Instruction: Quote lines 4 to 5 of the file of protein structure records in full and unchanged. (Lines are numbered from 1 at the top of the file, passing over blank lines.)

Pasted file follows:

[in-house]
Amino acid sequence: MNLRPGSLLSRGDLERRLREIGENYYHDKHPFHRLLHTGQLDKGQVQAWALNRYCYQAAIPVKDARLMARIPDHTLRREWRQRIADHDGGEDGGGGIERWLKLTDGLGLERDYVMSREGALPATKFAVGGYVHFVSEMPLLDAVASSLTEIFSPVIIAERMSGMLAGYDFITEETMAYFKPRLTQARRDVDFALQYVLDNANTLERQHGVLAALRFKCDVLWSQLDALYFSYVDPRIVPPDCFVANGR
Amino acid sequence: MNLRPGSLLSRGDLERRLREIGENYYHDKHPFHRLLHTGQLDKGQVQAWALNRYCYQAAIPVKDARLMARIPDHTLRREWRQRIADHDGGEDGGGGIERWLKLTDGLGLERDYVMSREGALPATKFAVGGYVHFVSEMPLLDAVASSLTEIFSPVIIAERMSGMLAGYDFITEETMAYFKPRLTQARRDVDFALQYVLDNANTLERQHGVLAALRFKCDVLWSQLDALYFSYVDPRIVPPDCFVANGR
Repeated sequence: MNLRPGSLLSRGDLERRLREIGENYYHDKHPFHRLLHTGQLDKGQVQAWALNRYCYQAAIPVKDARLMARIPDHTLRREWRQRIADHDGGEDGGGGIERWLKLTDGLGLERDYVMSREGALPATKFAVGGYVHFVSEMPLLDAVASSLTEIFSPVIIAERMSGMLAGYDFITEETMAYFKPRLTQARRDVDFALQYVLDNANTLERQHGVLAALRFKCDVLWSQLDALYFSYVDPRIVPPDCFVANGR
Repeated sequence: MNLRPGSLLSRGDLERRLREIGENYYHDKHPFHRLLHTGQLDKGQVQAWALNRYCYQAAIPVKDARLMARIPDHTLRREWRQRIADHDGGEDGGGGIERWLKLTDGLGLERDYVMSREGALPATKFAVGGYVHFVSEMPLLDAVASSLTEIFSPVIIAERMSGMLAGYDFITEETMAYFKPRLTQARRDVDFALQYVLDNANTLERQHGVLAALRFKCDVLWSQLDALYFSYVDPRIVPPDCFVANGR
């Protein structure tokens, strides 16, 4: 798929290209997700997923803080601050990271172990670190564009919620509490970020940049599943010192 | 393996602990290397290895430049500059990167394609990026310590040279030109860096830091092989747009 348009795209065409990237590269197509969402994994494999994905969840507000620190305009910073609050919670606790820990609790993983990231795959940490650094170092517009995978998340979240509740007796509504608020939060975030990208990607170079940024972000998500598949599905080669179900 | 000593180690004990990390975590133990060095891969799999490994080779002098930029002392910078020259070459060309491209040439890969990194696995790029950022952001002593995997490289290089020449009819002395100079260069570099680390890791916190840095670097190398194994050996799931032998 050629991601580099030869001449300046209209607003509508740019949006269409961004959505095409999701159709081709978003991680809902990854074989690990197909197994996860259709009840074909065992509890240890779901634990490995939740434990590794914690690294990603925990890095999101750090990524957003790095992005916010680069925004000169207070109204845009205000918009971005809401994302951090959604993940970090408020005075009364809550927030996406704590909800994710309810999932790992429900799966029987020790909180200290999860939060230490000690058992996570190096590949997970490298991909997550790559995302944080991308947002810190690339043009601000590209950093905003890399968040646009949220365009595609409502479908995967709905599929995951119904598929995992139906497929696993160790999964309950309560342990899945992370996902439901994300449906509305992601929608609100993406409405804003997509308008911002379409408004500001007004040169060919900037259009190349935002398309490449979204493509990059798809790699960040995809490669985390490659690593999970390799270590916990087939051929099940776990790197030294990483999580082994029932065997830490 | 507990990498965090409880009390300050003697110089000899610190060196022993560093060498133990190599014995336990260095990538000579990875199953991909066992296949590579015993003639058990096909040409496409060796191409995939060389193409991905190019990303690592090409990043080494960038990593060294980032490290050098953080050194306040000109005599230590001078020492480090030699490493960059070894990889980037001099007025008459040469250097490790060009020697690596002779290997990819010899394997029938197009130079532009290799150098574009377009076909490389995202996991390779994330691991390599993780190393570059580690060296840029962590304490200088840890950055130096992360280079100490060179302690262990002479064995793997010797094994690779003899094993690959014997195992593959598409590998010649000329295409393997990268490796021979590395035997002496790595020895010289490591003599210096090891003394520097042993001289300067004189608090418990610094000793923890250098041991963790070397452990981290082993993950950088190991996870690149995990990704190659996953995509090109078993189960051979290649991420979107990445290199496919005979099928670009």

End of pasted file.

Repeated sequence: MNLRPGSLLSRGDLERRLREIGENYYHDKHPFHRLLHTGQLDKGQVQAWALNRYCYQAAIPVKDARLMARIPDHTLRREWRQRIADHDGGEDGGGGIERWLKLTDGLGLERDYVMSREGALPATKFAVGGYVHFVSEMPLLDAVASSLTEIFSPVIIAERMSGMLAGYDFITEETMAYFKPRLTQARRDVDFALQYVLDNANTLERQHGVLAALRFKCDVLWSQLDALYFSYVDPRIVPPDCFVANGR
Repeated sequence: MNLRPGSLLSRGDLERRLREIGENYYHDKHPFHRLLHTGQLDKGQVQAWALNRYCYQAAIPVKDARLMARIPDHTLRREWRQRIADHDGGEDGGGGIERWLKLTDGLGLERDYVMSREGALPATKFAVGGYVHFVSEMPLLDAVASSLTEIFSPVIIAERMSGMLAGYDFITEETMAYFKPRLTQARRDVDFALQYVLDNANTLERQHGVLAALRFKCDVLWSQLDALYFSYVDPRIVPPDCFVANGR